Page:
Patient advocate Martha Carlson and Dr. Maryam Lustberg share what people diagnosed with cancer should know about self-comparison on social media, including ways to avoid it and how to cope.
Dr. Ann Meredith Garcia Trinidad discusses why it can be dangerous to rely on medical information you find online, why the internet cannot replace interactions with your health care team, and how to find reliable medical resources online.
In this post, Rachel Engstrom describes how she learned to cope during her husband’s cancer diagnosis and after his death, including how she found support throughout the experience.
In this post, Dr. Ann Meredith Garcia Trinidad describes how people with cancer and caregivers can best use social media for support both during and after cancer.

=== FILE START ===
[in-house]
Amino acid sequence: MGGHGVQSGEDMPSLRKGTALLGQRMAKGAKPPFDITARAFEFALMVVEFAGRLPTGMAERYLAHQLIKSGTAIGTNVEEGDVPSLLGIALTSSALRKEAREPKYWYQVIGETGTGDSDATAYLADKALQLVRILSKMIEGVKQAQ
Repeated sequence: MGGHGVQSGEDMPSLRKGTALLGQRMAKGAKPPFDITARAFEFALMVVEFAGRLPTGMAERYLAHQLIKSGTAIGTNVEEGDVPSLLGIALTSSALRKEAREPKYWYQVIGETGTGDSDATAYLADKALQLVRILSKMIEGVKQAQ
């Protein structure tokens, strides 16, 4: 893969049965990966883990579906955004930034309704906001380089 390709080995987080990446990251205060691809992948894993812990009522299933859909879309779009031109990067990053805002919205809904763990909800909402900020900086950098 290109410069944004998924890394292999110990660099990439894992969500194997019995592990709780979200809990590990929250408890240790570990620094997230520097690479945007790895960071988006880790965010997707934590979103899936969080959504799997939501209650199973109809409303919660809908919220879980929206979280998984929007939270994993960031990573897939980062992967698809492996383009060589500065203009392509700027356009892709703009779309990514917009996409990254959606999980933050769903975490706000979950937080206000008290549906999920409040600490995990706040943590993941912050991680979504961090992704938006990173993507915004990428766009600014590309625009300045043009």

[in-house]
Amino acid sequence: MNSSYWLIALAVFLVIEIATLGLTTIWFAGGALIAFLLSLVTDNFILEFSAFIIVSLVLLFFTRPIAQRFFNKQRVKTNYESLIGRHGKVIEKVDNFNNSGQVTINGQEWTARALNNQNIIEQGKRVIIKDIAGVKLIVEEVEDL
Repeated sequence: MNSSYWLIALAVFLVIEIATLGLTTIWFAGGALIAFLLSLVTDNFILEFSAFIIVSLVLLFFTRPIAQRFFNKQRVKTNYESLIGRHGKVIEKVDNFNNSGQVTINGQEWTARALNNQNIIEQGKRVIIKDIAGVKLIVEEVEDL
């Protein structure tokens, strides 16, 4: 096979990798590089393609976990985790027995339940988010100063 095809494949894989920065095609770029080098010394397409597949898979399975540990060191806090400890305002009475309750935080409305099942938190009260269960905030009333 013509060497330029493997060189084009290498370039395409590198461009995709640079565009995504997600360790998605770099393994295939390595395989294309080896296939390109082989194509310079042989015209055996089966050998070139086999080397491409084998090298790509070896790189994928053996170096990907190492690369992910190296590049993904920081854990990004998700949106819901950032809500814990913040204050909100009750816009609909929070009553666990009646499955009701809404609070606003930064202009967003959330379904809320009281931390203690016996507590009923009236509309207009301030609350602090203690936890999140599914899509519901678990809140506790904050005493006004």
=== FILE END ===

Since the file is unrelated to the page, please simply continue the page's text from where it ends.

With the spread of misinformation, Dr. Ann Meredith Garcia Trinidad offers tips on how to find out if the cancer news you’re reading on social media is safe, reliable, and accurate.
In this month’s From the Editor’s Desk, Dr. Schapira discusses how even though those in the cancer community may not be able to meet face-to-face right now, there are many steps you can take to stay connected during these times.
Social media can help oncologists share valuable research to improve how they treat patients. Patients can also use social media to improve their own care.
In this podcast from the ASCO Educational Book, Drs. Michael Fisch, Melissa Accordino, and Arlene Chung discuss how social media, electronic health records, and wearable technology can improve cancer care for patients.
Social media offers a unique opportunity to engage doctors, researchers, fellow advocates, survivors, and the public. But jumping into social media can sometimes seem daunting. Because of this, we’ve created a cheat sheet with practical tips for getting started.